Support local journalism. Join the Orlando Weekly Press Club.

Flamboyant boxer gets his kicks 

In March, Thailand kick boxer Parinya Kiatbusaba, 16, ran his won-lost record to 20-2 (18 knockouts) and garnered much world press coverage because out of the ring, he is a flamboyant transvestite. "It is hard to fight beautiful men," he said. "I can easily knock them out. On the other hand, I want to hug and kiss them."

Air head

Air head

On April 23, Pittsburgh Pirates broadcaster Lanny Frattare interrupted his play-by-play to announce the death of actor James Earl Jones, about whom Frattare rhapsodized briefly for his role in the baseball film "Field of Dreams." The person who actually died was Martin Luther King assassin James Earl Ray, whose imminent demise from liver failure had been forecast in numerous stories over the previous several days.

Greasing the deal

In March, the Romanian soccer team Jiul Petrosani sold midfielder Ion Radu to the Valcea team for about $2,500 worth of pork. (Jiul Petrosani earlier traded defenseman Liviu Baicea to Valcea for 10 soccer balls.)

Ruling the heart

An official Valentine's Day poster at Langara College in Vancouver, British Columbia, featuring a silhouetted female and a male ready to kiss, drew fire from a campus gay and lesbian group, which suggested a "neutral" image of two hands clasping. That latter image itself was later derided by a Langara student union representative as possibly offensive to a person with no hands.

Volley folly

In November, the Albuquerque Environmental Health Department, in an official inspection report, urged that the Ice House nude-dance club should immediately correct two food-contamination conditions. First, it was serving pizza at less than the required 140 degrees Fahrenheit. Second, wrote the city inspector, a sanitation risk was being posed by a dancer named Stephanie Evans, whose act consisted in part of expelling Ping Pong balls from her vagina to various points in the room, in that the balls could possibly land on pizza slices or in customers' drinks.

Mercury uprising

Authorities in Texarkana, Ark., arrested Johnny Brown, 18, and Justin Calhoun, 17, and charged them with breaking into an abandoned neon sign plant in December and taking away containers of a shiny, silver liquid that, according to witnesses, they later played with all around town. The liquid was highly poisonous mercury, which Brown, Calhoun and some friends, among other stunts, dipped their arms in just to watch it bead up and drip. Since the break-in, the young men's mercury spree has forced the evacuation of 10 homes, the boarding up of a Subway sandwich shop, the temporary closing of Pleasant Grove High School, and the medical treatment of 64 people.

Brazilian nuts

The Guardian (London) newspaper reported in May on the enormous television audiences in Brazil watching the nightly, Jerry Springer-like show "Ratinho Livre" (roughly, "The Mouse, Unleashed"), a forum for the downtrodden. Among recent interviewees were patients with horrible medical conditions begging for otherwise-unaffordable treatment (e.g., 8-year-old boy with 21 tumors in his mouth); a woman whose eyes were skewered and ears lopped off in a domestic fight but whose husband was still on the lam; and an equally unpopular husband and wife, whom the audience urged to assault one another.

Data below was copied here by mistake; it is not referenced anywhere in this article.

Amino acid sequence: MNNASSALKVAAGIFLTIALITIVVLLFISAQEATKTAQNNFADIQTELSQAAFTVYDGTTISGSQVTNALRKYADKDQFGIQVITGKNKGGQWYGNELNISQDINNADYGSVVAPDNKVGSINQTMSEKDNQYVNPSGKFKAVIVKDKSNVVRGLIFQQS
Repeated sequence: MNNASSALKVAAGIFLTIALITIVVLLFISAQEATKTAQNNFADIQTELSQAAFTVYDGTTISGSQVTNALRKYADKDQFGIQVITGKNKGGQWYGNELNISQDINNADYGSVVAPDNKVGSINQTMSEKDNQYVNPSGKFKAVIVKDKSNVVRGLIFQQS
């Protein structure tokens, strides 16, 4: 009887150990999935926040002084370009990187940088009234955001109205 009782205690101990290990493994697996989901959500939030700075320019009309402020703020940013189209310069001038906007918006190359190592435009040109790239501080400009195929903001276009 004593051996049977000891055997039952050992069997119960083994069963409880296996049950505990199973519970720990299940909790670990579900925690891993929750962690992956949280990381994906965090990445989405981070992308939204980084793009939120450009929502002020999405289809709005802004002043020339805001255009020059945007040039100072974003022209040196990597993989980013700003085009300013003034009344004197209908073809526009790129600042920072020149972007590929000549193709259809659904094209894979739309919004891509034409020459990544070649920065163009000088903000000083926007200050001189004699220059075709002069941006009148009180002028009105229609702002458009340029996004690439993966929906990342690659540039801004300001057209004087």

Flush times

Flush times

In February, Christian Poincheval, a radio station manager in LeMans, France, introduced Petit Lutin toilet paper for the "reading room," on which are printed short articles on French current affairs, geography and culture, with no-stain ink and new editions to be released monthly.

Faking the mold

In January, inventor Michael Samonek, inspired by dentists' use of alginate molds for such things as artificial teeth and teeth-whitening, announced a Clone Your Own Genitals kit for $19.95. For realistic coloring, he uses peach Jell-O and condensed milk for light skin, black cherry and condensed milk for darker.

We welcome readers to submit letters regarding articles and content in Orlando Weekly. Letters should be a minimum of 150 words, refer to content that has appeared on Orlando Weekly, and must include the writer's full name, address, and phone number for verification purposes. No attachments will be considered. Writers of letters selected for publication will be notified via email. Letters may be edited and shortened for space.

Email us at

Support Local Journalism.
Join the Orlando Weekly Press Club

Local journalism is information. Information is power. And we believe everyone deserves access to accurate independent coverage of their community and state. Our readers helped us continue this coverage in 2020, and we are so grateful for the support.

Help us keep this coverage going in 2021. Whether it's a one-time acknowledgement of this article or an ongoing membership pledge, your support goes to local-based reporting from our small but mighty team.

Join the Orlando Weekly Press Club for as little as $5 a month.

More by Chuck Shepherd


Never miss a beat

Sign Up Now

Subscribe now to get the latest news delivered right to your inbox.

Read the Digital Print Issue

January 12, 2022

View more issues


© 2022 Orlando Weekly

Website powered by Foundation